Ellie’s Advice

How do I stop procrastinating?

You’re not alone: every student has struggled with procrastination at some point. Procrastination has four main causes: perfectionism, distraction, lethargy, or fear of work being boring or difficult. Here are specific strategies to minimize each trigger.

If you’re stressed because your work can’t be perfect, remember that once you have a rough basis, you can improve it later. James Clear, the author of #1 best-seller Atomic Habits, a book on how to practice better habits, says, “You have to standardize before you can optimize.” 

If you’re distracted by TikTok, online shopping, or your friends, remove these distractions. Turn off your phone, hang up that FaceTime, or move to a quiet room without distractions. 

If you’re too tired to work, set a 20-minute timer to re-energize by napping or getting a snack, then start working. 

Finally, if the work seems too difficult or boring, consult resources or divide the task into bite-sized subtasks.

Here are some techniques I’ve devised myself. First, the “next prime number” method: begin working at the next prime number minute (“It’s 2:15: I’ll start working at 2:17”).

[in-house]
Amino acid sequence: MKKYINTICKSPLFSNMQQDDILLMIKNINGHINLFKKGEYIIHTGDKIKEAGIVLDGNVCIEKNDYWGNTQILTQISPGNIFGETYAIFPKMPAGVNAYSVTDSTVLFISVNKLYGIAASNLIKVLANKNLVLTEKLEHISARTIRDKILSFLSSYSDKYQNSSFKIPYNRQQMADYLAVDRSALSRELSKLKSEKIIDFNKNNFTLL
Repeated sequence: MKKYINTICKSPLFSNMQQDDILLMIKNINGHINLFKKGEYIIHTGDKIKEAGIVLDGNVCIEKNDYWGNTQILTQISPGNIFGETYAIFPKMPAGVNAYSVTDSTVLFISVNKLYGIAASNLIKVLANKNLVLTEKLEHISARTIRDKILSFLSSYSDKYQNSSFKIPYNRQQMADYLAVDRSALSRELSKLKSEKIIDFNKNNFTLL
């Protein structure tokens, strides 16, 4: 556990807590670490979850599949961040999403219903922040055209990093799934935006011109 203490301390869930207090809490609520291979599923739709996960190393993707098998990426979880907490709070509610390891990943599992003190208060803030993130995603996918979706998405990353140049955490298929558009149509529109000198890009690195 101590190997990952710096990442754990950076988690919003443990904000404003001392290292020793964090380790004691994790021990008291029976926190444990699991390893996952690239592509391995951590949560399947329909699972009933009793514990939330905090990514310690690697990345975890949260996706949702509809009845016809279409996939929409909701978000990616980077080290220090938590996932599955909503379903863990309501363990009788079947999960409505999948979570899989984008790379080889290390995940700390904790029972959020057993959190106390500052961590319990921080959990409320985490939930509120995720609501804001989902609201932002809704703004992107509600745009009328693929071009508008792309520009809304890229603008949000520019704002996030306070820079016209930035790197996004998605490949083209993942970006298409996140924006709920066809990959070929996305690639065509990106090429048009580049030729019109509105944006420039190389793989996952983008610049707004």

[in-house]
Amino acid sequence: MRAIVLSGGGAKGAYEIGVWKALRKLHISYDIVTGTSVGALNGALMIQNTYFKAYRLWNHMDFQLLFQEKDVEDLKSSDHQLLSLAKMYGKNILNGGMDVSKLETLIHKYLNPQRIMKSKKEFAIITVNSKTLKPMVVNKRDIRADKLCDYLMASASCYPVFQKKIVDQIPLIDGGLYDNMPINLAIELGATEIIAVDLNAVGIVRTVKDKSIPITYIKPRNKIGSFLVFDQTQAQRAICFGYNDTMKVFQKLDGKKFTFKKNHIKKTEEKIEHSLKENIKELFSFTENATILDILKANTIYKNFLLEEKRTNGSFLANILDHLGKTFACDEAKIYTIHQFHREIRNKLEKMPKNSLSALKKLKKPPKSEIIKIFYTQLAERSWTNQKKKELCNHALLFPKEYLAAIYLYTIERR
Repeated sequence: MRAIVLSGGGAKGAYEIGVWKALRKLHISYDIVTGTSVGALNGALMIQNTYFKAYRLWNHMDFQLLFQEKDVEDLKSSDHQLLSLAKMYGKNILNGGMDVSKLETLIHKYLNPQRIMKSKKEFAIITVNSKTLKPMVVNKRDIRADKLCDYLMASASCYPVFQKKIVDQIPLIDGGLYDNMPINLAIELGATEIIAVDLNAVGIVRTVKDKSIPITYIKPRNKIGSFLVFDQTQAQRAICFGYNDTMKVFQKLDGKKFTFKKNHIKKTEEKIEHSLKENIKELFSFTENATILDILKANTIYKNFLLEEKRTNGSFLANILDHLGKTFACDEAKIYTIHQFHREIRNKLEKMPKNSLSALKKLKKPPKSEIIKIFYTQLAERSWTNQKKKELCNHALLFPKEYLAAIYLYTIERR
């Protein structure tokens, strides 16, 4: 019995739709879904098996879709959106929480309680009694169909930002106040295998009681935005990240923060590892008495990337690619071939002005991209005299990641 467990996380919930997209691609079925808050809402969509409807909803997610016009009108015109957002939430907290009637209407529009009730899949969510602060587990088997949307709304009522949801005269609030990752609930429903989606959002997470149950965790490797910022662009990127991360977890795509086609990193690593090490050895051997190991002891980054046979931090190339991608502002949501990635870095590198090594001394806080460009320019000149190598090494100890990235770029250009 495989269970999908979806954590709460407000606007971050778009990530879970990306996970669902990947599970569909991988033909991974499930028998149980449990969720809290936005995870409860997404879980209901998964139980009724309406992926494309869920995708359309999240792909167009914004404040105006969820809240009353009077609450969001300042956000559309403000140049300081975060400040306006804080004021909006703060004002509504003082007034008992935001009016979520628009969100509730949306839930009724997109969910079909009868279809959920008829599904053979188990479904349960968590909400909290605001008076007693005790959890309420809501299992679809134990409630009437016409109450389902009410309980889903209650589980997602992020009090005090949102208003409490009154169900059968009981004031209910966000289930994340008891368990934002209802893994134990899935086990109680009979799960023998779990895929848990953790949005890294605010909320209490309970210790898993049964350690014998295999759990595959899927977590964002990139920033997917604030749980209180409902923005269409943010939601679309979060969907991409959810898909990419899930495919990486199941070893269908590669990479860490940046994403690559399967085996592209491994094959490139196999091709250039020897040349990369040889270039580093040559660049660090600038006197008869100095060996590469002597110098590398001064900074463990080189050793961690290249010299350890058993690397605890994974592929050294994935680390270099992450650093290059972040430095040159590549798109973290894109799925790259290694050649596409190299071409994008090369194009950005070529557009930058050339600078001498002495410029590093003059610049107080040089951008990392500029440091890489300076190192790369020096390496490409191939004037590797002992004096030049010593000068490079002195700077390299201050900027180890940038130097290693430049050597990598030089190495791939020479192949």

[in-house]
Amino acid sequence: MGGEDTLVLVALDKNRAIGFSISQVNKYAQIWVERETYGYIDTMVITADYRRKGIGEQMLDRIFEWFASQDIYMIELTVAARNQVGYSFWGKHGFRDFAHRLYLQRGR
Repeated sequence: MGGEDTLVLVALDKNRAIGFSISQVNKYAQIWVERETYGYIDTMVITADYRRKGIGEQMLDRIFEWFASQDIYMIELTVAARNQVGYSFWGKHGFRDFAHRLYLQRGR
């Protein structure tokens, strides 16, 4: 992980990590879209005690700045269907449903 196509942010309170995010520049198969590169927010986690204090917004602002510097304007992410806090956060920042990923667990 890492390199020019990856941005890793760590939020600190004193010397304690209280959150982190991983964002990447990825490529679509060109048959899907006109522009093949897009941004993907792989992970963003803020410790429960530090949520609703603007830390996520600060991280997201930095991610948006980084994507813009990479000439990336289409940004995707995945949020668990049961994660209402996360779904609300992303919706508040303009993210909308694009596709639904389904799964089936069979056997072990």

This method takes advantage of the universal practice of convincing yourself to start working at the next “multiple of 15” (“Since it’s 6:18, I’ll start working at 6:30”). Variations include the “next even/odd number” and the “next multiple of a number” method. 

Next, the “in front of my eyes” method: place a front-facing camera or mirror in front of yourself while you work. I’ve found people are more likely to behave more conscientiously when they can see themselves.

Remember: the more your working momentum grows, the less difficult the task will become. Starting is the hardest part, but no task is as strenuous as it seems once you begin. Good luck!